For better or worse, Black Friday, the informal commercial holiday that follows the national holiday of Thanksgiving Day, has been a widely accepted fact of life for retail workers, and shoppers, for decades now. However, in the last few years, an effort by brick-and-mortar stores to compete with online retailers has led to earlier and earlier kickoffs to the official start of the holiday shopping season. Many stores now open their doors on Thanksgiving Day. This practice, along with other demands placed on retail workers by their employers during the holiday season, has serious consequences for these employees, and many are saying that enough is enough.
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When a store chooses to open its doors on Thanksgiving Day, they send a message to employees, and customers, about a company’s culture: commerce first. In fairness, the practice is much less harmful if the work day is optional, but for many retailers, that isn’t the case. Workers are expected to work their regular hours throughout the holiday season and must request time off if they’d like to spend Thanksgiving Day with their loved ones. Additionally, many employees might feel pressure to work on the holiday even if doing so is technically “optional.”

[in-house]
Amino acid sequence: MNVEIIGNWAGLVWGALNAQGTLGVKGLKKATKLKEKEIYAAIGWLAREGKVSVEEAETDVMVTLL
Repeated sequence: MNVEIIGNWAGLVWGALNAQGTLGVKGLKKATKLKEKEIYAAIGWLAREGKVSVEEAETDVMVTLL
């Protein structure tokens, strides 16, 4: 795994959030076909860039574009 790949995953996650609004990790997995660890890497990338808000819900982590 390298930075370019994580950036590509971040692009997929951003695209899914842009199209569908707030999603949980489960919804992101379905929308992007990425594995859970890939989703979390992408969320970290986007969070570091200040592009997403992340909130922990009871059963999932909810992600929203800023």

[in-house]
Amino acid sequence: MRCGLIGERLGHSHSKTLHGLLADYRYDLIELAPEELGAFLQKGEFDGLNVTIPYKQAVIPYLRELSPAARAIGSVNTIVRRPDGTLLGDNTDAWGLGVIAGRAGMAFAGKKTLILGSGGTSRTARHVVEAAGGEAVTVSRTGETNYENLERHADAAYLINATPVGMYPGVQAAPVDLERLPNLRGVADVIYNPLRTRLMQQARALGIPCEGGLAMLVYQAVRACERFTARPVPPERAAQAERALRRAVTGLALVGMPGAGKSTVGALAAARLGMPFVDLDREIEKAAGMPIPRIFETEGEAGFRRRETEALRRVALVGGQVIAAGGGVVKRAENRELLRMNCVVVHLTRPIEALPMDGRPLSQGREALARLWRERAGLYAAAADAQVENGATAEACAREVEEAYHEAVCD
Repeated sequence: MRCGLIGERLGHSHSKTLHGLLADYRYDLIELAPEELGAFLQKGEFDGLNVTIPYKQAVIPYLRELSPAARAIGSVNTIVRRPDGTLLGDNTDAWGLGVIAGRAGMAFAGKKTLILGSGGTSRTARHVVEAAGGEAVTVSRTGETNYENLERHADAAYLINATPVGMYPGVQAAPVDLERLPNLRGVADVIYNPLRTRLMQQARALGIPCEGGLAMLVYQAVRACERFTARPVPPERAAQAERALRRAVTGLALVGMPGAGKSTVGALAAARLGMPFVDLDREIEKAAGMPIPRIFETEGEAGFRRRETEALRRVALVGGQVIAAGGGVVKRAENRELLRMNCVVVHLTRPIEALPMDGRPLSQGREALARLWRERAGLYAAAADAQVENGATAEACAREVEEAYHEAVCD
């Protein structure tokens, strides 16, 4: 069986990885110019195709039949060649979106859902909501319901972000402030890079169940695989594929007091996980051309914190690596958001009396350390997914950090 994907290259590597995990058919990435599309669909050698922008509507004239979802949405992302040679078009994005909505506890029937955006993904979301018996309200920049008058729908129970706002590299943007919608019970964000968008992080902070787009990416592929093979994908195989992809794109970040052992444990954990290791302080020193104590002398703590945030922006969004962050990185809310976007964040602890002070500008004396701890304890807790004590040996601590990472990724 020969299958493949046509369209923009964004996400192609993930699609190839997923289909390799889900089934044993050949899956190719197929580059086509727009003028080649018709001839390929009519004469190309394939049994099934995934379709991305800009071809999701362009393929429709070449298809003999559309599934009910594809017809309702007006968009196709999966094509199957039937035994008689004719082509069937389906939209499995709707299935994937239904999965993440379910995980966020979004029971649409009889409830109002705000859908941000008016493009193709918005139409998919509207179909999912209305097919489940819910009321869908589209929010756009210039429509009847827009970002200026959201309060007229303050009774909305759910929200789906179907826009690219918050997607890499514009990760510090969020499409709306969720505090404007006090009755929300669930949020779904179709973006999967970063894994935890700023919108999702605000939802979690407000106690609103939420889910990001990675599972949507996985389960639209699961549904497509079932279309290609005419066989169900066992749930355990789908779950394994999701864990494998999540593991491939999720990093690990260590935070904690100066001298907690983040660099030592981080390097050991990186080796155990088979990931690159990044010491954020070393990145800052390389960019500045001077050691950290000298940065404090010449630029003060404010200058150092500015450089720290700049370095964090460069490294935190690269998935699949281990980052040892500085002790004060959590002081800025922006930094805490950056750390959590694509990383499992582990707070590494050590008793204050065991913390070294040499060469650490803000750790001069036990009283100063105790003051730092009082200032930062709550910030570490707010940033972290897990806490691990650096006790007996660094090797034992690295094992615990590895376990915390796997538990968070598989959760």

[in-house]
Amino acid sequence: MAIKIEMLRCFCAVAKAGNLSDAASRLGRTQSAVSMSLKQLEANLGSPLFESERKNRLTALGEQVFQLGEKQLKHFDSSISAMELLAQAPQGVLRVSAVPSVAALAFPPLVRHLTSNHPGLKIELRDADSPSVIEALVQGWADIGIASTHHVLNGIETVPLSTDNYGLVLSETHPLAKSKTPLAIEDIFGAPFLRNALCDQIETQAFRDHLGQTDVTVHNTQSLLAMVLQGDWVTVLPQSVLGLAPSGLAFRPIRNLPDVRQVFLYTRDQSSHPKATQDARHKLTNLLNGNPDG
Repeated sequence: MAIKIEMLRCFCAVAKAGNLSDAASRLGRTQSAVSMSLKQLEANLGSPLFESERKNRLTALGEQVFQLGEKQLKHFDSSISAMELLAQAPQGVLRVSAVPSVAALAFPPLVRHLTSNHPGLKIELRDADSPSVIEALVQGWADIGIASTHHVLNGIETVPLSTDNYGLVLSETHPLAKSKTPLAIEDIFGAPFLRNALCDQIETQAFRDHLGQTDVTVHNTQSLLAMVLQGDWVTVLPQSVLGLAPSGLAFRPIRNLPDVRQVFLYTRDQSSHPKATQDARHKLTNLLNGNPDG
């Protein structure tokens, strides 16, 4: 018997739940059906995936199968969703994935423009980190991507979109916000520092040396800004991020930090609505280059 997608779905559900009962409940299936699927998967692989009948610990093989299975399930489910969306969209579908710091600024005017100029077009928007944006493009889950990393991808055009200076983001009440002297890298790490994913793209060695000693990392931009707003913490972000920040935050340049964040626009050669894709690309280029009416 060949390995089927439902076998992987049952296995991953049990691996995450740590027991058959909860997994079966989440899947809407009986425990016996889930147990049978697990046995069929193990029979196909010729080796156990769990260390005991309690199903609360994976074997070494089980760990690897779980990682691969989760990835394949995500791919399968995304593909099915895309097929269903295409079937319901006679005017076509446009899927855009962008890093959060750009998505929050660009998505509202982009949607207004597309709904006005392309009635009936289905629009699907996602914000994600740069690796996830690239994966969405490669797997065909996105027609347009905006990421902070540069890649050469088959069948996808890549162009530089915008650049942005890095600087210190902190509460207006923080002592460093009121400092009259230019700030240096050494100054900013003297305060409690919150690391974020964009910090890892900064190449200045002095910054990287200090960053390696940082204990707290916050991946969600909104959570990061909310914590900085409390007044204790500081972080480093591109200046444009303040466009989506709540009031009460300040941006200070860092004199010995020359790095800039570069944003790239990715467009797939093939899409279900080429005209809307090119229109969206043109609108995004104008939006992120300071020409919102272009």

Several stores have made a commitment to preserve the holiday for their workers. Retailers such as American Girl, REI, Costco, Marshalls, Home Goods, Dillard’s, Sierra Trading Post, and TJ Maxx have already announced their intention to stay closed on Thanksgiving. Many of these stores have acknowledged that they are doing so out of respect to their workers.
But, a few major retailers will be open on Thanksgiving Day. Some will be open throughout the entire day and others beginning at 5 or 6 p.m. Kmart, Macys, Sears, Walmart, Staples, Toys R Us, JC Penney, Kohls, and Target are raring to go. Will the corporate leaders who made the decision to open stores on Thanksgiving work that day, too? It seems likely that many will celebrate the holiday with family and friends as they have always done while their employees head into work.
A group of protesters assembled in Greensboro, North Carolina on Monday to contest an area Walmart’s practice of opening on Thanksgiving Day. They asked for higher wages and better hours for employees who generally make less than $25,000 a year. Other protests are scheduled for later in the week.
A Boycott Black Thursday Facebook page has been up and running for a couple of years now, and over 100,000 people have shown their support of the cause via the site. Protests like these put pressure on companies to put employees and their families ahead of the bottom line on a national holiday in a variety of ways. Boycotting stores on Thursday supports this cause and keeps the commercial holiday in its proper place, after Thanksgiving.
Shoppers will weigh in with their wallets, or by abstaining from making purchases and staying home, this Thursday. Either way, customers will send a message to corporations through their actions, and this will impact stores’ practices in the years to come.
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